Texas faces an opioid epidemic

Ernest Bailes


It is currently estimated that nearly 8 in 100 Texans have a substance abuse disorder, including the widespread abuse of opioids. Opioids, a class of drugs which work on the opioid receptors in the brain, are used to treat pain. When taken for a short period of time as prescribed by a doctor, they are considered safe, but are potentially highly addictive. Prescription opioids (including: oxycodone/OxyContin and Percocet, hydrocodone/Vicodin, codeine, and morphine/Kadian and Avinza) are frequently sold on the black market by those who have obtained legal prescriptions from a doctor. Heroin and fentanyl are highly lethal drugs that are also classified as opioids.  

Each year, we are learning more about the opioid epidemic. Two alarming facts: (1) Statistics from 2016 show opioid overdoses kill more Americans each year than guns, breast cancer, or automobile accidents, and (2) Opioid abuse/overdoses are increasing each year. The opioid epidemic is so wide spread it has been declared a national public health emergency. In 2016, West Virginia lead the nation with a death rate of 43.4 per 100,000 residents. Where the death rate associated with opioids in Texas was estimated at 4.9 per 100,000 residents. In comparison to other states, that may not seem high, but it can’t be ignored.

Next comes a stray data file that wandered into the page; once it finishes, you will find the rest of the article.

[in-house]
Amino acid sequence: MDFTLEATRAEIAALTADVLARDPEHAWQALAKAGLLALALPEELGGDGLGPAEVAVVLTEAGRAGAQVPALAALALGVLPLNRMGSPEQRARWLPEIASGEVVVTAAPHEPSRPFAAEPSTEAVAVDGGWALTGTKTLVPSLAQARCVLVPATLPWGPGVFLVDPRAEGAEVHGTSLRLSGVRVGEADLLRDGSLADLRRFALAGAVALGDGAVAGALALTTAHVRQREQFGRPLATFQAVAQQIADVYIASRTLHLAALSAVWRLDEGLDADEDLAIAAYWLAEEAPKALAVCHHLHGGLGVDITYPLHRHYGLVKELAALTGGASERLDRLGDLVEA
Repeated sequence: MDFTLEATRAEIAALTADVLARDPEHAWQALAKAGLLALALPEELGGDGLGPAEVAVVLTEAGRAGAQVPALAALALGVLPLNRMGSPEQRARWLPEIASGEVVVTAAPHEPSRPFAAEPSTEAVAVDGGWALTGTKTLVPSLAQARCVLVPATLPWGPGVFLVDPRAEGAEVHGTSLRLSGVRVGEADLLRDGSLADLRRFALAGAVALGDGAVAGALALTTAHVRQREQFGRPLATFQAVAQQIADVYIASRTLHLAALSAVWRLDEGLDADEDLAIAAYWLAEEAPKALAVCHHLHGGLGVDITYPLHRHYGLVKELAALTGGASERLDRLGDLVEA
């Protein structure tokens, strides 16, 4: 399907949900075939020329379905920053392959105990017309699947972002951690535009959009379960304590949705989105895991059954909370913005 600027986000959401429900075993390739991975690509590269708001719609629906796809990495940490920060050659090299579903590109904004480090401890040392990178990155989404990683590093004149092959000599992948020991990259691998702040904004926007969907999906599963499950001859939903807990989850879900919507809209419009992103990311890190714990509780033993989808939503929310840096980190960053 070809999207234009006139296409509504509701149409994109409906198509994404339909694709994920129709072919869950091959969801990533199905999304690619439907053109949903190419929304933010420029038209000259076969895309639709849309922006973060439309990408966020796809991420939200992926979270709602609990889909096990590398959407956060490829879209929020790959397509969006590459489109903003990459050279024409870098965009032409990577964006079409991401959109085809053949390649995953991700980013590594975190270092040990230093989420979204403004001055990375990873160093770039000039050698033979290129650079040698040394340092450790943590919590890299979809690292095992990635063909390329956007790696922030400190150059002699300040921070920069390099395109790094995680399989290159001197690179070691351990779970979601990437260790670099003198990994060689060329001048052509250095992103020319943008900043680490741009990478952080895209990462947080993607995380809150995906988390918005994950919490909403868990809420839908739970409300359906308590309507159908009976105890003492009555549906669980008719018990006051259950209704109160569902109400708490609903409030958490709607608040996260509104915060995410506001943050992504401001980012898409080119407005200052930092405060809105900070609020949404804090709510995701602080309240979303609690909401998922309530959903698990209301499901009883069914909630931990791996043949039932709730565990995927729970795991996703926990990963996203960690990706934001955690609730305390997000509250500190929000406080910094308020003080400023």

The federal government has set aside $27 million to help Texas deal with the opioid crisis in our state. While doctors, patients, and pharmaceutical companies all share a level of responsibility for this epidemic, the Texas legislature is also working to determine what laws might be necessary to impact the cycle of abuse. During the 85th session, the legislature created the Texas Prescription Monitoring Program (PMP). This program increases prescription monitoring regulations and controls with regard to pharmacies and prescribers. The legislature also moved to require the Texas Medical Board (TMB) to establish guidelines of opioid antagonist drugs to treat an overdose. Hopefully, Texas can continue to stay ahead of the opioid crisis.

If you have any additional questions or concerns, please feel free to contact my office at 936-628-6687 or by email at district.18bailes@house.texas.gov.


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Before creating Bluebonnet News in 2018, Vanesa Brashier was a community editor for the Houston Chronicle/Houston Community Newspapers. During part of her 12 years at the newspapers, she was assigned as the digital editor and managing editor for the Humble Observer, Kingwood Observer, East Montgomery County Observer and the Lake Houston Observer, and the editor of the Dayton News, Cleveland Advocate and Eastex Advocate. Over the years, she has earned more than two dozen writing awards, including Journalist of the Year.

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